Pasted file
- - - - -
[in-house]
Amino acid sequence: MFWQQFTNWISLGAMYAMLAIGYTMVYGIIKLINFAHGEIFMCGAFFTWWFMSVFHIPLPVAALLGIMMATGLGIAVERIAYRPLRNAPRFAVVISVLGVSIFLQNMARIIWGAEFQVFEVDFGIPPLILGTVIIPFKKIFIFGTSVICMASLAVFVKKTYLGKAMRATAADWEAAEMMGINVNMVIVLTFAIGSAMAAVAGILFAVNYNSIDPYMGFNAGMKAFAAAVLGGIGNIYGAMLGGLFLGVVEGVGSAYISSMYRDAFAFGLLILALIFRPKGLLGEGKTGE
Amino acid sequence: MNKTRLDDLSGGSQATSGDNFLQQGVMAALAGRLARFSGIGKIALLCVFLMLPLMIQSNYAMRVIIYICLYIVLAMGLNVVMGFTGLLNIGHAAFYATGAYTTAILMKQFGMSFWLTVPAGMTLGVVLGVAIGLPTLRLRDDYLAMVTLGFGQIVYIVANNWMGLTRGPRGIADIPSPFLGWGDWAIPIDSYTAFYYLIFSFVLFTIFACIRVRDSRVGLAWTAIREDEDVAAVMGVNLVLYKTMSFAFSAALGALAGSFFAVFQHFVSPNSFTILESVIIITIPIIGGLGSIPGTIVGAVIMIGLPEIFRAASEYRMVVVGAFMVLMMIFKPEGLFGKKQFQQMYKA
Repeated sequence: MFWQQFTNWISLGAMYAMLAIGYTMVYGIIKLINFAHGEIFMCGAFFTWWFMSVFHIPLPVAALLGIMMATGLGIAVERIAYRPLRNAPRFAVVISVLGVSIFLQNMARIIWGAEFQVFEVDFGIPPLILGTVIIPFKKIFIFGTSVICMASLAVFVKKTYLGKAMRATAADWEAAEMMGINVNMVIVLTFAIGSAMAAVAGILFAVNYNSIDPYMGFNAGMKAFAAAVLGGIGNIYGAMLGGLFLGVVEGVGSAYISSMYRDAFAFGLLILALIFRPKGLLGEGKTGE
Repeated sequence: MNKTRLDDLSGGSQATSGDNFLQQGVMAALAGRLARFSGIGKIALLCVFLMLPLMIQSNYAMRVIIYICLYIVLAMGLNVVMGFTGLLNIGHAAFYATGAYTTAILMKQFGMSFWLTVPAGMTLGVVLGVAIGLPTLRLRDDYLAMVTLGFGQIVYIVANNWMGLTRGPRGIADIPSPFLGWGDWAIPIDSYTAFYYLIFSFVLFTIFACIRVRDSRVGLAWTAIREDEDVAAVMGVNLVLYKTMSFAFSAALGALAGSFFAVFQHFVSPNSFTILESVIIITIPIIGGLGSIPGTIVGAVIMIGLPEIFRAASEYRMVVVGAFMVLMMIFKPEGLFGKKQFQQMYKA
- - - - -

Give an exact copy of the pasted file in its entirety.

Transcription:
[in-house]
Amino acid sequence: MFWQQFTNWISLGAMYAMLAIGYTMVYGIIKLINFAHGEIFMCGAFFTWWFMSVFHIPLPVAALLGIMMATGLGIAVERIAYRPLRNAPRFAVVISVLGVSIFLQNMARIIWGAEFQVFEVDFGIPPLILGTVIIPFKKIFIFGTSVICMASLAVFVKKTYLGKAMRATAADWEAAEMMGINVNMVIVLTFAIGSAMAAVAGILFAVNYNSIDPYMGFNAGMKAFAAAVLGGIGNIYGAMLGGLFLGVVEGVGSAYISSMYRDAFAFGLLILALIFRPKGLLGEGKTGE
Amino acid sequence: MNKTRLDDLSGGSQATSGDNFLQQGVMAALAGRLARFSGIGKIALLCVFLMLPLMIQSNYAMRVIIYICLYIVLAMGLNVVMGFTGLLNIGHAAFYATGAYTTAILMKQFGMSFWLTVPAGMTLGVVLGVAIGLPTLRLRDDYLAMVTLGFGQIVYIVANNWMGLTRGPRGIADIPSPFLGWGDWAIPIDSYTAFYYLIFSFVLFTIFACIRVRDSRVGLAWTAIREDEDVAAVMGVNLVLYKTMSFAFSAALGALAGSFFAVFQHFVSPNSFTILESVIIITIPIIGGLGSIPGTIVGAVIMIGLPEIFRAASEYRMVVVGAFMVLMMIFKPEGLFGKKQFQQMYKA
Repeated sequence: MFWQQFTNWISLGAMYAMLAIGYTMVYGIIKLINFAHGEIFMCGAFFTWWFMSVFHIPLPVAALLGIMMATGLGIAVERIAYRPLRNAPRFAVVISVLGVSIFLQNMARIIWGAEFQVFEVDFGIPPLILGTVIIPFKKIFIFGTSVICMASLAVFVKKTYLGKAMRATAADWEAAEMMGINVNMVIVLTFAIGSAMAAVAGILFAVNYNSIDPYMGFNAGMKAFAAAVLGGIGNIYGAMLGGLFLGVVEGVGSAYISSMYRDAFAFGLLILALIFRPKGLLGEGKTGE
Repeated sequence: MNKTRLDDLSGGSQATSGDNFLQQGVMAALAGRLARFSGIGKIALLCVFLMLPLMIQSNYAMRVIIYICLYIVLAMGLNVVMGFTGLLNIGHAAFYATGAYTTAILMKQFGMSFWLTVPAGMTLGVVLGVAIGLPTLRLRDDYLAMVTLGFGQIVYIVANNWMGLTRGPRGIADIPSPFLGWGDWAIPIDSYTAFYYLIFSFVLFTIFACIRVRDSRVGLAWTAIREDEDVAAVMGVNLVLYKTMSFAFSAALGALAGSFFAVFQHFVSPNSFTILESVIIITIPIIGGLGSIPGTIVGAVIMIGLPEIFRAASEYRMVVVGAFMVLMMIFKPEGLFGKKQFQQMYKA